A family friend recently bought a refill for their automatic air freshener and after one spray a warning light came on to indicate that it wasn't an authentic refill. After that it wouldn't work any more. To find out what's going on I bought my own to do a tear down and reveal the secrets of the big freshener cartels. :-)
|AirWick Air Freshener|
The kit from the store comes with the automatic sprayer, an authentic refill, and batteries. You put the can in the sprayer, insert the batteries and turn on the device via a dial on the back. The dial also allows you to control how often the spray goes off.
|Battery and Fragrance Spray|
I also purchased a generic replacement can that causes the problem. It's the same size as the authentic can, and does work at least once in the sprayer before being identified as inauthentic. In early versions of the sprayer these cans were interchangeable without causing a problem.
A label inside the sprayer describes the problem that I'm investigating.
When the can is removed, you can see the red lever that pushes down to activate the sprayer. When a non-original can is used, the red indicator light that goes off is located deep in the case near this lever.
After looking at this part of the sprayer closer you can see a small slot in the image below next to the black smudges. It's hard to make out, but if you know your electronics you can see that they've added a reflective light sensor on a small circuit board.
But what's it sensing? It's pretty obvious what they're doing when you look at the two nozzles. The authentic nozzle has two black marks on the shaft while the other one doesn't. When the nozzle is depressed, The two black stripes pass the light sensor. The sequence of events that qualify as authentic is unclear. Is the device looking for rising edges, falling edges or a combination of both on the light sensor?
|AirWick Nozzle with black marks. Replacement without marks.|
I wanted a closer look at the sensor so I pulled the rest of the sprayer apart. The small green motor shown below is what drives the gears to control the lever that depresses the spray can.
A doubled sided board containing a chip on board device and a lot of discrete components controls the sprayer.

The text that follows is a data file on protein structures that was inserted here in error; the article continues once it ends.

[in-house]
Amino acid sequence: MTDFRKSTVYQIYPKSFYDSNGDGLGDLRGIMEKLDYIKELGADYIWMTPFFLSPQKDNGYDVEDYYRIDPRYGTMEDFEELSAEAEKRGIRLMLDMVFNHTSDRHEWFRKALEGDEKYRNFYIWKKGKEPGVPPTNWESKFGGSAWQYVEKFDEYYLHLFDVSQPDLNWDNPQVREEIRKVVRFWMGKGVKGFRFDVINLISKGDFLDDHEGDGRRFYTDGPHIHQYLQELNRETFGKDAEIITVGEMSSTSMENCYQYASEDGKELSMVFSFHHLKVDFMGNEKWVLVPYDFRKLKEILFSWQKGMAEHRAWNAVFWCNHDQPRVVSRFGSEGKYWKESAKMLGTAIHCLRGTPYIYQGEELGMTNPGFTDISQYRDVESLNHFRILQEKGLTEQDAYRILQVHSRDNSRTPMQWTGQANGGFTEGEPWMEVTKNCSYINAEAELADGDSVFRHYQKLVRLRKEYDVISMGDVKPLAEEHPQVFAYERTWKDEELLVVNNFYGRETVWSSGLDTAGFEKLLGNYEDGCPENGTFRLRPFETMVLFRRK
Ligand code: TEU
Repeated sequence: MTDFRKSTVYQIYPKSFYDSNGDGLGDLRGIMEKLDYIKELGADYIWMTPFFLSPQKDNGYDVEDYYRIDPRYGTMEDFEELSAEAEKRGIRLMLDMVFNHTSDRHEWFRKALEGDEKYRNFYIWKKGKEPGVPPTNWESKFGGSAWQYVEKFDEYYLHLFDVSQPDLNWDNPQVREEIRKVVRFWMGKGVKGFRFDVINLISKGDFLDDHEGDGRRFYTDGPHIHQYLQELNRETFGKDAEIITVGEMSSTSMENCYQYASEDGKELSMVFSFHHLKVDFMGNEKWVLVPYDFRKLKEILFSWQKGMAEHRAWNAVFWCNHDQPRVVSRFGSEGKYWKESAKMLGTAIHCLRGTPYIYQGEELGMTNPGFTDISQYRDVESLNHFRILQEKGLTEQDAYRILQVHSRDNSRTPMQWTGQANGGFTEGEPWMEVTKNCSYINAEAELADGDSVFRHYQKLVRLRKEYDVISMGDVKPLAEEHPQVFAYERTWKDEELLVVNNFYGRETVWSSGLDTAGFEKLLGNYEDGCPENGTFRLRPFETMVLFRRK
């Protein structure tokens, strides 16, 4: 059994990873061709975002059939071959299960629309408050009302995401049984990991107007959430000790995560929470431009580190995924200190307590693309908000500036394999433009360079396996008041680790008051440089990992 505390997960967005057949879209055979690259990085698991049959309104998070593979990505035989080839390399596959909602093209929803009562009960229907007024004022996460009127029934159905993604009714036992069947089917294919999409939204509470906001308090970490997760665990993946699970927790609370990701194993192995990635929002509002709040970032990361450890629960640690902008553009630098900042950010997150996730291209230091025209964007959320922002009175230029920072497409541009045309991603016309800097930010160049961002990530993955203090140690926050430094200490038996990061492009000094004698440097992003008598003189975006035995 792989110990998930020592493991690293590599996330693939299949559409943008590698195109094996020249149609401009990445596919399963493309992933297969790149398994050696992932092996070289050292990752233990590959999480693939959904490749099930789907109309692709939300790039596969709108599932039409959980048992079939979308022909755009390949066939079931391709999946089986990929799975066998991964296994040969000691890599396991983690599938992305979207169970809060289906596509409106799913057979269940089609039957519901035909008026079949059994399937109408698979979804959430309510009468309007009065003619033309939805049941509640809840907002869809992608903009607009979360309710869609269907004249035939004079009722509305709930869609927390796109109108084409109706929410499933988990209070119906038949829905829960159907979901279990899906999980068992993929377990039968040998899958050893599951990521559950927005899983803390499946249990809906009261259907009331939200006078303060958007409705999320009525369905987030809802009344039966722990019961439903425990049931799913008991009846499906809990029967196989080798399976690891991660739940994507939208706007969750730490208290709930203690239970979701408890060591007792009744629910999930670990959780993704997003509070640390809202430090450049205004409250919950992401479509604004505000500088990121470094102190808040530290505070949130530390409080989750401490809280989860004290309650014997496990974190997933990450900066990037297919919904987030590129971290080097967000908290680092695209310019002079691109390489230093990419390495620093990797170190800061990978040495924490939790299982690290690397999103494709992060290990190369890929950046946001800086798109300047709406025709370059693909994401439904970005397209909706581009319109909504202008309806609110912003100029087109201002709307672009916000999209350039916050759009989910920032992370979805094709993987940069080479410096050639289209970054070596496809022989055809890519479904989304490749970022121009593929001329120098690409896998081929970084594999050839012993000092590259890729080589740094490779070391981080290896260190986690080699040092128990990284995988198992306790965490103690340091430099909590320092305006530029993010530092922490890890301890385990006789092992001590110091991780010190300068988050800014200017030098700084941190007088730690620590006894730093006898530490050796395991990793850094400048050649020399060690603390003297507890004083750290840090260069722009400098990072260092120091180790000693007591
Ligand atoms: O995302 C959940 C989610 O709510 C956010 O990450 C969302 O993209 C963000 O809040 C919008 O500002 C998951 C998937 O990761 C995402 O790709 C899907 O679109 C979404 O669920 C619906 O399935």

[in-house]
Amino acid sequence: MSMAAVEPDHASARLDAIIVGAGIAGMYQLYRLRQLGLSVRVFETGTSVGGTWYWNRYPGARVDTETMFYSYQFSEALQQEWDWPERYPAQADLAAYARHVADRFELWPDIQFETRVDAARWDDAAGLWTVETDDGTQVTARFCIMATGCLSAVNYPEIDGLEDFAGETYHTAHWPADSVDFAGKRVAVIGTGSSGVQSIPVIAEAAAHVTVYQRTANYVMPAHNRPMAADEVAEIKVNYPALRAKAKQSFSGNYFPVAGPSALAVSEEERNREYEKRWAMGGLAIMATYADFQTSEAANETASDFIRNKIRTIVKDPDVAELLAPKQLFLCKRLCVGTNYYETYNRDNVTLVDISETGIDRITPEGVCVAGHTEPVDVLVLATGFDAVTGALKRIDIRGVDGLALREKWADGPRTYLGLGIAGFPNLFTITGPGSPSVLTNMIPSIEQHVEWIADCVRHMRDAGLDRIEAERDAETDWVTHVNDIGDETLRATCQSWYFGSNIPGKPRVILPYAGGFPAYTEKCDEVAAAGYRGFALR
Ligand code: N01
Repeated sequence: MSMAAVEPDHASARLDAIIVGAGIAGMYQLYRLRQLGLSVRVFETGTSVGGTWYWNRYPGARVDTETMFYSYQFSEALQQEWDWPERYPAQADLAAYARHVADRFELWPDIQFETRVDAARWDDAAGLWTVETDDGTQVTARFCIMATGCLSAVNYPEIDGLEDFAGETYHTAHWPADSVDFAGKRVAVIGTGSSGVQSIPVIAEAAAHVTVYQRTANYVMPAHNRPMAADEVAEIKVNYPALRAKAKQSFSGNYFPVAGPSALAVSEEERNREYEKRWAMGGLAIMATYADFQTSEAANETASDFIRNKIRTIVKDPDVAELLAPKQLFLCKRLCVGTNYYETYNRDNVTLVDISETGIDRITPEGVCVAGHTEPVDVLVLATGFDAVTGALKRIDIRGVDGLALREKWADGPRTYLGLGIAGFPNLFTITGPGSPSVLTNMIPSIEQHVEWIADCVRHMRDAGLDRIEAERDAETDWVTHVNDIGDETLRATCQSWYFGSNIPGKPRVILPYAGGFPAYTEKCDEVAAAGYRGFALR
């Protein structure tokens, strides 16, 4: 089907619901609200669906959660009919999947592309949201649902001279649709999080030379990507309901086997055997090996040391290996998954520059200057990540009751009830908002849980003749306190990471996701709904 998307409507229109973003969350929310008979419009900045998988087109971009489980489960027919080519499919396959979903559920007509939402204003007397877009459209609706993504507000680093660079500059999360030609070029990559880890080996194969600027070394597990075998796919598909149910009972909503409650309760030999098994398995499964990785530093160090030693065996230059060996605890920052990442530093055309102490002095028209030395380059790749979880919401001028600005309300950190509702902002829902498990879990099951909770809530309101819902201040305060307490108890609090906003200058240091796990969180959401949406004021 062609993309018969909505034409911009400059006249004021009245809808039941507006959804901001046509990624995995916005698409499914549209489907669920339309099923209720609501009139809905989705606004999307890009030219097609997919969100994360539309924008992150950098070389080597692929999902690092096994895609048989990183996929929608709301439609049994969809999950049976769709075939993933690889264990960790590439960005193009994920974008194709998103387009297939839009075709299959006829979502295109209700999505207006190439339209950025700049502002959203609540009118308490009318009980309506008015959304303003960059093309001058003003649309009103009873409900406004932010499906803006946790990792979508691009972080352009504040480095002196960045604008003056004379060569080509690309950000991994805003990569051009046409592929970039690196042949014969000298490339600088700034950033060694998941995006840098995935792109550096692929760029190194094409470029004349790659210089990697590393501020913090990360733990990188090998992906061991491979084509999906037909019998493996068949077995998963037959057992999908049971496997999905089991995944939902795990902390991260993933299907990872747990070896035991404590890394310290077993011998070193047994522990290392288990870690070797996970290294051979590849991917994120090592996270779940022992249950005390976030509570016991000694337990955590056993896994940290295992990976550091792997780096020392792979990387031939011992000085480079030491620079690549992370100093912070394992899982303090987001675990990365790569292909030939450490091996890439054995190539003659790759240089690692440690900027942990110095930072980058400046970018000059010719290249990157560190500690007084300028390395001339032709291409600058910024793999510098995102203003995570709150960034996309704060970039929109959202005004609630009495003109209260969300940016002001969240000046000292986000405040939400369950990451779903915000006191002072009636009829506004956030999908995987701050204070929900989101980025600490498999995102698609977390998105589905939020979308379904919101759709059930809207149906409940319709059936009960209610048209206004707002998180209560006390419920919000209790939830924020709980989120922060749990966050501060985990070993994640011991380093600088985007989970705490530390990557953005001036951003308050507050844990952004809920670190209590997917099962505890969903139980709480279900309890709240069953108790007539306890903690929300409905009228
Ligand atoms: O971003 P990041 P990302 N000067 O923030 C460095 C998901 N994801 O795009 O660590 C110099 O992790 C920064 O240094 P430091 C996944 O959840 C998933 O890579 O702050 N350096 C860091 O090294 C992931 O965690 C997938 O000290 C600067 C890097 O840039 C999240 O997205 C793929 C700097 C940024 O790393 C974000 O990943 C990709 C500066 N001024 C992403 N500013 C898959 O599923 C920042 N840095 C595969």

In the image below you can see a 4 pin header that's connected to a secondary board containing the light sensor.
The sensor is wedged in placed by a plastic retaining guide.
The sensor is the standard two part reflective type. It's hard to see, but the device below is divided into two parts. One half is an infra-red LED and the other half is a sensor to detect any reflected light from the LED.
So everything is now clear. When you insert a non authentic can and turn the device on, it presses the can the first time, as it does this it tries to detect the the black marks on the stem of the nozzle. If it can't find them it will stop working. To make it work again, the sprayer needs to be turned off and on again.
How do you get around it? Well, you can just get a marker pen and draw two lines on the stem of the other nozzle. I should point out that the nozzles aren't interchangeable as the size of the part it connects to on the can is different. The nozzle with the marks has a larger internal shaft. In theory you could also slip something like a small piece of plastic tubing over the part that comes out of the can before attaching the nozzle to space it out. That would be hard to find though as it's a very specific size.
Another way to solve this would be to program a cheap microcontroller to only power the device at specified times. This circuit could be powered by the batteries that the sprayer uses. After power is restored the sprayer would spray the can and then fail. After the fail you would then cut power again as the red indicator light would keep flashing and waste power. With appropriate hardware the restart could also be triggered by light, sound, or remotely via a phone.
I just find it a bit strange that they decided to put so much effort into something that's ultimately easy to bypass. Can't the generic cans just go and get their own sprayer made? It's not a complicated piece of equipment. Then again, I'm not an insider in the high stakes world of automated air fresheners.